The U.S. Supreme Court has heard opening arguments in a workplace religious discrimination case that examines whether a clothing store can refuse to hire a young woman for wearing the headscarf she says is a symbol of her Muslim faith. Katherine Gypson reports from the Supreme Court.
Video

Video US Supreme Court Hears Hijab Discrimination Case

The U.S. Supreme Court has heard opening arguments in a workplace religious discrimination case that examines whether a clothing store can refuse to hire a young woman for wearing the headscarf she says is a symbol of her Muslim faith. Katherine Gypson reports from the Supreme Court.
Video

Video Falling Gas Prices Hurt Nascent Illinois Hydraulic Fracturing Industry

Falling oil prices are helping consumers purchase cheaper petroleum at the pump. But that’s made hydraulic fracturing or “fracking” less economically viable for the companies in the United States invested in the process. VOA’s Kane Farabaugh reports on one Midwestern town that was hoping to change its fortunes by cashing in on the next big U.S. oil boom.
Video

Video Fighting in Sudan's South Kordofan Fuels Mass Displacement

Heavy fighting in Sudan's South Kordofan state is causing hundreds of thousands to flee into uncertain conditions. Local aid organizations estimate as many as 400,000 civilians have been internally displaced since the conflict began more than three years ago, while another 250,000 have fled across the border to refugee camps in South Sudan. VOA's Adam Bailes reports.
Video

Video Lao Dam Project Runs Into Opposition

A Lao dam project on a section of the Mekong River is drawing opposition from local fishermen, international environmental groups and neighboring countries. VOA's Say Mony visited the region to investigate the concerns. Colin Lovett narrates.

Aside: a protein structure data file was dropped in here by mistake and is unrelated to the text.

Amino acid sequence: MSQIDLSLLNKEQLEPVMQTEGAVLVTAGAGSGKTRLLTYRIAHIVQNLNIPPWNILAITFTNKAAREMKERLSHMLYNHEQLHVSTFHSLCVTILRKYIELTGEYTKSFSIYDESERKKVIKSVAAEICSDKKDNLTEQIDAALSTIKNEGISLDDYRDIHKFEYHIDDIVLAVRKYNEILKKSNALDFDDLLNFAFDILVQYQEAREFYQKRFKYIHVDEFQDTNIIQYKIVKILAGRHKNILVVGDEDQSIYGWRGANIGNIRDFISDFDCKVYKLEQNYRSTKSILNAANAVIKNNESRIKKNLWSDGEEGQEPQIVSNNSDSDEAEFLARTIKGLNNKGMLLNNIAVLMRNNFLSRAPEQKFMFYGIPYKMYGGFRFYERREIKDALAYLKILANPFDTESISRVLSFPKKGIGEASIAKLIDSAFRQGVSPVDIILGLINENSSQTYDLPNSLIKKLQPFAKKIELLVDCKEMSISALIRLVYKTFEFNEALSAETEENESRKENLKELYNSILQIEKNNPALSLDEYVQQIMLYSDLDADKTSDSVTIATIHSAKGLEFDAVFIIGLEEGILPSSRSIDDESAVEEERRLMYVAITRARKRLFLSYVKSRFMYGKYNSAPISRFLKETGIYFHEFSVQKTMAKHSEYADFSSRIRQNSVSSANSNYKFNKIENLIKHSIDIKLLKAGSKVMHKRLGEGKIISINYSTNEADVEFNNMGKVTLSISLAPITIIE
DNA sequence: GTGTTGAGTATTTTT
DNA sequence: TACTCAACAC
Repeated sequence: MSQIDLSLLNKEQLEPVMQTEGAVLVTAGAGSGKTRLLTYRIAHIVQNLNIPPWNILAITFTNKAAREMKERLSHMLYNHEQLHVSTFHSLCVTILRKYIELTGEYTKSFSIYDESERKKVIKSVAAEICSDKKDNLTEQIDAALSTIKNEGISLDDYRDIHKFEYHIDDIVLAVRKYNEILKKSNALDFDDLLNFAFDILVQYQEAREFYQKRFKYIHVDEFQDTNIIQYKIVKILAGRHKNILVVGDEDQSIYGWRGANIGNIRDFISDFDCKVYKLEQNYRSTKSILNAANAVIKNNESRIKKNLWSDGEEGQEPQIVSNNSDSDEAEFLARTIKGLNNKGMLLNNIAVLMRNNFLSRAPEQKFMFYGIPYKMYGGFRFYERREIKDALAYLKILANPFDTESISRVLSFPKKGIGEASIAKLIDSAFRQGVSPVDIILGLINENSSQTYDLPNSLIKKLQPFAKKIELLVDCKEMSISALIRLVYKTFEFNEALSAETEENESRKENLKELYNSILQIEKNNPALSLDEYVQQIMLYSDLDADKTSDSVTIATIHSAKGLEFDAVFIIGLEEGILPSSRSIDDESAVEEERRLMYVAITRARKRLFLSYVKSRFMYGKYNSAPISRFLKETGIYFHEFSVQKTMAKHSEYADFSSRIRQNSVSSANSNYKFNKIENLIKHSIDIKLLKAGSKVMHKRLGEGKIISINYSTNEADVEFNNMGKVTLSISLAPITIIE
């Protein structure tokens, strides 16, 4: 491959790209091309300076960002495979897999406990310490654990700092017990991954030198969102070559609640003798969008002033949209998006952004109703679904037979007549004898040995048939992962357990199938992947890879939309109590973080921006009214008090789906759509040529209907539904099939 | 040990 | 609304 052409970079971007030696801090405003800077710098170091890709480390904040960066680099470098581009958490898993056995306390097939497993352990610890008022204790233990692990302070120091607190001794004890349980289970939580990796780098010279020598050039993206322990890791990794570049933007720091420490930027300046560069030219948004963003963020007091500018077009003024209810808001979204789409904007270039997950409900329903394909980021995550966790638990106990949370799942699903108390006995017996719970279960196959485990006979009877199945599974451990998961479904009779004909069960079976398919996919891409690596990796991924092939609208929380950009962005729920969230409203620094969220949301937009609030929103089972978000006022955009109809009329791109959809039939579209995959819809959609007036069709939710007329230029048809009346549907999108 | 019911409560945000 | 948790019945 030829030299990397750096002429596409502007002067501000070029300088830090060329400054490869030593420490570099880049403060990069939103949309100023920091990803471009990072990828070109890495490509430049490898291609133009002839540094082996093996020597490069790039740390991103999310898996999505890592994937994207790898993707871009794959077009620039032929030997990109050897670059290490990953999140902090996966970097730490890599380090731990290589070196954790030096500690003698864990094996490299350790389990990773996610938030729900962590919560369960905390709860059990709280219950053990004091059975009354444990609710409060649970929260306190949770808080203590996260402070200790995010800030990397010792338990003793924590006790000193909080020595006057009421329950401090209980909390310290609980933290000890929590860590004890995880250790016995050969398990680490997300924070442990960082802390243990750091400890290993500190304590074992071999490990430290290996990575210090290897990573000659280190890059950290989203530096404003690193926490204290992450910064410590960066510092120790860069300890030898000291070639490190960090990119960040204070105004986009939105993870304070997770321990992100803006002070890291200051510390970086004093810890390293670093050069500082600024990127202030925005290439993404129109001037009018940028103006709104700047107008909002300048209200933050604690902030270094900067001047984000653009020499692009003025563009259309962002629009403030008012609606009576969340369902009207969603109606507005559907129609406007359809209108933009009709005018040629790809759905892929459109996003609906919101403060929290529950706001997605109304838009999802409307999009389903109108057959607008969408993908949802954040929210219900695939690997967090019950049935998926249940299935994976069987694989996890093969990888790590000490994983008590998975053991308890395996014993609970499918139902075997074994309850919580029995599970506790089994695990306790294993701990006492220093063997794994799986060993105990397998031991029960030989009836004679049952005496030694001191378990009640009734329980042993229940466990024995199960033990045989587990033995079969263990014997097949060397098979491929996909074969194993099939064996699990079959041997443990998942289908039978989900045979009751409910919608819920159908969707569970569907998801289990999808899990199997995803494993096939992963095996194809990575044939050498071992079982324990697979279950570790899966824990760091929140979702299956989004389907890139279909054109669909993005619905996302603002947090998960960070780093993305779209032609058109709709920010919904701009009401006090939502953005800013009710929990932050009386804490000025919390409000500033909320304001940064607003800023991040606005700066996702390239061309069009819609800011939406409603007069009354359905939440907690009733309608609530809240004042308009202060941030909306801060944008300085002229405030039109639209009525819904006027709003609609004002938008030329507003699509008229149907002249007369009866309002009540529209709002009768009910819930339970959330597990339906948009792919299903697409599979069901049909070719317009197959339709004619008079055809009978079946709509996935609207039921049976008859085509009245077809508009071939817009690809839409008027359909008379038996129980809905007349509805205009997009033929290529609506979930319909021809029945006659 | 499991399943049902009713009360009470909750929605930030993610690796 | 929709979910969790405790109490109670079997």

Video

Video A Filmmaker Discovers Her Biracial Identity in "Little White Lie

Lacey Schwartz grew up in an upper middle-class Jewish family, in a town in upstate New York where almost everyone she knew was white. She assumed that she was, as well. Her recent documentary, Little White Lie, tells the story of how she uncovered the secret of her true racial background. VOA’s Carolyn Weaver has more on the film.
Video

Video Deep Under Antarctic Ice Sheet, Life!

With the end of summer in the Southern hemisphere, the Antarctic research season is over. Scientists from Northern Illinois University are back in their laboratory after a 3-month expedition on the Ross Ice Shelf, the world’s largest floating ice sheet. As VOA’s Rosanne Skirble reports, they hope to find clues to explain the dynamics of the rapidly melting ice and its impact on sea level rise.
Video

Video US-Cuba Normalization Talks Resume Friday

Negotiations aimed at normalizing diplomatic relations between the U.S. and Cuba resume Friday. On the table: lifting a half-century trade embargo and easing banking and travel restrictions. There's opposition in Congress, but some analysts say there may be sufficient political and economic incentives in both nations for a potential breakthrough this year. VOA's Mil Arcega reports.
Video

Video Pakistan's Deadline For SIM Registration Has Cellphone Users Scrambling

Pakistani cell phone users have until midnight Thursday to register their SIM cards, or their service will be cut off. While some privacy experts worry about government intrusion, many Pakistanis are just worried about keeping their phone lines open. VOA Deewa reporter Arshad Muhmand has more from Peshawar.
Video

Video Myanmar Warns Factory Workers to End Strikes

Outside Myanmar's main city Yangon, thousands of workers walked off their jobs earlier this month demanding a doubling of their wages, pay raises after a year and input from labor unions on industrial regulations. Since Friday, the standoff has grown more tense as police moved in to disrupt the sit-ins, resulting in clashes that injured people from both sides. VOA correspondent Steve Herman visited industrial zones which have become a focus of Myanmar's fledgling workers rights movement.
Video

Video Oscar Winners Do More Than Thank the Academy

The Academy Awards presentation is Hollywood’s night to reward the best movies from the previous year. It’s typically a lot of glitter, a lot of thank you’s, a lot of speeches. But many of this year’s speeches carried messages beyond the thank you's. VOA’s Carolyn Presutti takes a look.

All About America

Circumventing Censorship

An Internet Primer for Healthy Web Habits

As surveillance and censoring technologies advance, so, too, do new tools for your computer or mobile device that help protect your privacy and break through Internet censorship.
More